Previously, the International Register Company (appellant's assignee) had been manufacturing a device known as Model T-2002, and Smith, in September of 1944, charged International with infringing Smith patents 2,004,137 and 2,032,774. This was denied by International, but some interest was shown by that company in acquiring the subject Smith patents. In the meantime, Smith had been in contact with the United States Time Corporation (hereinafter referred to as United), commencing in November, 1944, regarding rights to the "Color Band" time switch. Definite interest was displayed by this company in Smith patents 2,004,137 and 2,032,774, and arrangements for the rights to these patents were discussed. Smith, in his testimony, stated as follows: "The letter of December 8 [1944] is by the president Mr. Lehmkuhl [of United] and makes me a proposition to pay a yearly minimum of $3,000 for exclusive patent rights to manufacture some improved version of Model 2. This, despite the fact that in succeeding years I had not been able to ascertain a preferred mode of embodying the invention for practical production purposes, stimulated me to file my patent application which eventuated in the patent involved in this Interference as it was the first proposition that I had received that looked like definite business, and I had the benefit of some helpful suggestions and criticism as to the construction of Models 1 and 2 during these negotiations."


The correspondence between Smith and United does not indicate that the brake mechanism in question was discussed by either party but it appears that both parties were interested in the Smith patents previously issued on the "Color Band" time switch. It does not appear that United was aware that Smith had advanced beyond that which he disclosed in his patents of record. United decided, however, in August of 1945 not to adopt rights under the subject Smith patents. Previously, in June, 1945, Smith had filed his patent application covering the brake mechanism in issue because, as Smith states, the negotiations between himself and United "looked like definite business." It might be added that, at this time, appellant had not filed application, though appellant's invention had been reduced to practice in late 1943.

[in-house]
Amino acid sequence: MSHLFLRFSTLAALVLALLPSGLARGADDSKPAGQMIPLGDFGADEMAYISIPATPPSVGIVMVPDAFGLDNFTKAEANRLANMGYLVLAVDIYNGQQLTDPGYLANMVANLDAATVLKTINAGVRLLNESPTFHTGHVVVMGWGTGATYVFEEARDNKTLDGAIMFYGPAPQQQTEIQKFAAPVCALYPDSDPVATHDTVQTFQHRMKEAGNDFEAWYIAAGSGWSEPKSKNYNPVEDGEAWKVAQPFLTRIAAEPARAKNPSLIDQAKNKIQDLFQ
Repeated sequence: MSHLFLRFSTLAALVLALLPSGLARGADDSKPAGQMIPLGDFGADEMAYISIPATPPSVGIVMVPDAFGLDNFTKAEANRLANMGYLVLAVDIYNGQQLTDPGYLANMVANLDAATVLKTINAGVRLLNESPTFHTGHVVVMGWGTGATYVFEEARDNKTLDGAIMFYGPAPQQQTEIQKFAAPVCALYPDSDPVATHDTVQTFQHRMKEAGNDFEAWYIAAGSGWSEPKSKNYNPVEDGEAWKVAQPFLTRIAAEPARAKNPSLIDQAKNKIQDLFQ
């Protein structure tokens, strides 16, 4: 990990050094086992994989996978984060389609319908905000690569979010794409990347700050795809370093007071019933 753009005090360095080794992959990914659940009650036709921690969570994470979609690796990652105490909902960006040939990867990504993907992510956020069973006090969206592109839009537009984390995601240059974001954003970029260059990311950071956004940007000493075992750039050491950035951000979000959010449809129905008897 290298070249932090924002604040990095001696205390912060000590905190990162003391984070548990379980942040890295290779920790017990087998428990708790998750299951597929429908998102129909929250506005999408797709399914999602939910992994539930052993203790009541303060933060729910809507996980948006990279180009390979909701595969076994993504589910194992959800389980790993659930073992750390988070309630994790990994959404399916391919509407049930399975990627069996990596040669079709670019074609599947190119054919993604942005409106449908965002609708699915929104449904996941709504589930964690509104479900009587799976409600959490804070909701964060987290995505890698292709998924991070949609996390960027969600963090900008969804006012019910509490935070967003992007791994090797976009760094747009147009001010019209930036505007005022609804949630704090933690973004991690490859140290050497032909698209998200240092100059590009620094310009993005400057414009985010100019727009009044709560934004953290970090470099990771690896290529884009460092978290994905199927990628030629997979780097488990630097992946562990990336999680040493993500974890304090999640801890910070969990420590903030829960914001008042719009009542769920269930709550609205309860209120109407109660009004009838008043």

In April, 1947, Smith resumed discussion with International relative to patents 2,004,137 and 2,032,774 and his charge of International's infringement thereof. Further, Smith attempted to revive International's interest in buying rights under said patents. In the same year, International forwarded to Smith a sample of what International referred to as the Model 6000 range timer, the appellant's device in issue, so that Smith could inspect the same with regard to whether this product infringed the prior Smith patents. In 1948, Smith having inspected Model 6000, repeated his charge of infringement and also made reference to the fact that he had a patent application pending, i. e., that filed in 1945, which disclosed advanced embodiments of his prior timing mechanism patents. International again denied that its devices, including the Model 6000, infringed any Smith invention. As previously indicated, Smith, in 1948, amended his then pending patent application to include the counts of the present interference, and after issuance of the Smith patent involved herein, appellant, as aforesaid, copied these added claims for purposes of interference. It must also be noted that for a three year period, 1946 through 1948, International, appellant's assignee, had sold thousands of the Model 6000 range timer, but market activity thereafter was terminated. The aforementioned license agreement between Smith and International was negotiated in 1950, but such agreement has no significant bearing on the issues of this case.


In the proceedings below, Smith contended that he had successfully tested and operated Model 1 of his device in 1932, and that such activity established reduction to practice of the involved invention. The Board of Interference Examiners, however, was not convinced by the testimony of record offered on behalf of Smith that the brake mechanism was "installed and its function in the combination recognized and demonstrated" at that time, although the board was satisfied that the Smith device, as represented by either Model 1 or 2, did, in fact, embody the combination required by the counts, and that as presently constituted, either model would perform in the claimed manner. Smith's further allegation that Model 2 was also successfully reduced to practice met with approval in the board's opinion, the necessary corroboration being found in the testimony of the witness Wagner, a clock designer for Ingersoll. In this respect, the board said: